Pressure to ban smoking in all public places mounted on the Government this week as a leaked medical report exposed the dangers of breathing in second-hand smoke.
The health risks to bar and pub workers were specifically highlighted in a report by the Scientific Committee on Tobacco and Health (SCOTH) which concluded that "no infant, child or adult should be exposed to second-hand smoke… Second-hand smoke represents a substantial public health hazard".
The leaked report, suppressed by the Government for several months, comes as health secretary John Reid is believed to be considering exempting wet-led pubs from proposed legislation outlawing smoking in the workplace.
Despite the strength of evidence showing bar staff are probably the single group of employees most at risk from passive smoking, Reid has so far indicated he does not favour an outright ban on smoking in public places.
The health secretary caused an outcry earlier this year when he said smoking was one of the few pleasures left to working-class people. He further blundered last weekend when he spoke only of the "possible danger of second-hand smoke".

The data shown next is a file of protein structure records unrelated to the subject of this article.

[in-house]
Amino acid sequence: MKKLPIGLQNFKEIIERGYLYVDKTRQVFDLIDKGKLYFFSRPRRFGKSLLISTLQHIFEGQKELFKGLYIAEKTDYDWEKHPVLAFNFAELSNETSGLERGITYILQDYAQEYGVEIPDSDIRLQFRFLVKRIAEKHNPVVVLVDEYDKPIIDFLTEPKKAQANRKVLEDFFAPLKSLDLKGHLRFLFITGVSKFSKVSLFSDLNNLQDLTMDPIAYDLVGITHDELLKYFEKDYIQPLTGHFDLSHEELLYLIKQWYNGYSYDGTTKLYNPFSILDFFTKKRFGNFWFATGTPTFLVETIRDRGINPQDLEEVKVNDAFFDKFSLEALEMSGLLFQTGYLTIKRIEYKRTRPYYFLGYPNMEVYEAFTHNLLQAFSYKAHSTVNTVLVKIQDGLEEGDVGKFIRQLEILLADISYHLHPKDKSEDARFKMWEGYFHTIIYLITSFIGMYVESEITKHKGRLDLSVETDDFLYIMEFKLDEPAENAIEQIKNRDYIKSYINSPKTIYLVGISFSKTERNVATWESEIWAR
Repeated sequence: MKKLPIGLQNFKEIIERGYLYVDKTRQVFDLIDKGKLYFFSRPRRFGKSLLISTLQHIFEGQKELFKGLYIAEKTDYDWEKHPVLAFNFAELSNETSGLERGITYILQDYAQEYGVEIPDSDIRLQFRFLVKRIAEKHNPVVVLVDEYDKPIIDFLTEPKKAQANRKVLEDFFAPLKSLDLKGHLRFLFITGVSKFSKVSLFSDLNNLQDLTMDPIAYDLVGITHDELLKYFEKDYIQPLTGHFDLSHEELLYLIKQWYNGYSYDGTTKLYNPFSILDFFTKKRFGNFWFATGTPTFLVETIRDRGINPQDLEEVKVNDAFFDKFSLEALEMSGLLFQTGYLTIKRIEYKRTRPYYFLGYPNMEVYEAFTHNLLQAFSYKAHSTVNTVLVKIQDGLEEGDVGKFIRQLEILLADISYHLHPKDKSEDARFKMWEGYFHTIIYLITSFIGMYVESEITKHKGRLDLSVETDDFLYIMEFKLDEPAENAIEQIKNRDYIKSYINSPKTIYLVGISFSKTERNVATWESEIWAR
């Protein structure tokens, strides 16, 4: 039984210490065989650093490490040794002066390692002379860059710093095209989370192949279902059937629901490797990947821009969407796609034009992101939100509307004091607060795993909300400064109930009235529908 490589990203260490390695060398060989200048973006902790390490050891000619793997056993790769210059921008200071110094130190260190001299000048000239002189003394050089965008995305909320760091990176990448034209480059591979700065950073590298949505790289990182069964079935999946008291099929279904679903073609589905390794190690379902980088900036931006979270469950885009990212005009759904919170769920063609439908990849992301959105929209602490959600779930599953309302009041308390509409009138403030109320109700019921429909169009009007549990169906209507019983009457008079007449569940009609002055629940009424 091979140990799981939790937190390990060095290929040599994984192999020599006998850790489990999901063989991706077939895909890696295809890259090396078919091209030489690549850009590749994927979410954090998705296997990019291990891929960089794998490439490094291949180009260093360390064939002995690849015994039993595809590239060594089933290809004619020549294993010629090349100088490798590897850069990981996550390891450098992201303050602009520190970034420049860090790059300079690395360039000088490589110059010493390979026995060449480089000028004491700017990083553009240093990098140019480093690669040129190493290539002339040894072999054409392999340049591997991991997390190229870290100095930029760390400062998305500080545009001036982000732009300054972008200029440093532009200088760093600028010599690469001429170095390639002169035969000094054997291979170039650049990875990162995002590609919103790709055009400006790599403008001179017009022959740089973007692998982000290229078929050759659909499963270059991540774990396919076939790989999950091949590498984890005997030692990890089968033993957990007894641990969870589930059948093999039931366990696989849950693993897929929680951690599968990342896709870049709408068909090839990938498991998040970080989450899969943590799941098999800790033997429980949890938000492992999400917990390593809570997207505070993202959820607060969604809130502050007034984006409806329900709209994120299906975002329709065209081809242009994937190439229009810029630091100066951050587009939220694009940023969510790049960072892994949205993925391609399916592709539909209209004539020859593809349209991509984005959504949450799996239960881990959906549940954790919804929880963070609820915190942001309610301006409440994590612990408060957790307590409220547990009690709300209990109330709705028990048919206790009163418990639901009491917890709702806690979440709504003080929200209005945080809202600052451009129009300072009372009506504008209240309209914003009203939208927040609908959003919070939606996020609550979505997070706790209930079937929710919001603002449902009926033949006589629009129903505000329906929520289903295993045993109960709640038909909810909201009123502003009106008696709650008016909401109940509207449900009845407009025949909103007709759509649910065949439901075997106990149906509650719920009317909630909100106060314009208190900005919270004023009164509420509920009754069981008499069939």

The Government's White Paper on health is expected to be published next month.
Reaction from the hospitality industry to the idea of a partial ban has been derisory. The British Beer and Pubs Association said it was unclear how Reid's proposal could be implemented.
"At lunchtime far more of a pub is changed into an eating area than it is in the evenings," a spokesman said. "How does that work if you have a ban on smoking in all areas where food is served? Does it cover bar snacks?"
The TUC also hit out at Reid's proposal. General secretary Brendan Barber said: "Half measures will not save the 700 employees who die every year because of passive smoking at work."
Pub chain JD Wetherspoon has supported legislation for a complete ban, and said a partial restriction was a fudge. "We maintain that the Government must implement a complete ban on smoking with enough time for licensees and the public to equate themselves with the decision. Pub operators would rather know where they stand," said a spokesman
The risk of lung cancer and ischaemic heart disease for non-smokers exposed to second-hand smoke increases by a quarter. The SCOTH report also noted that babies of women who came into contact with second-hand smoke while pregnant had lower birth weights.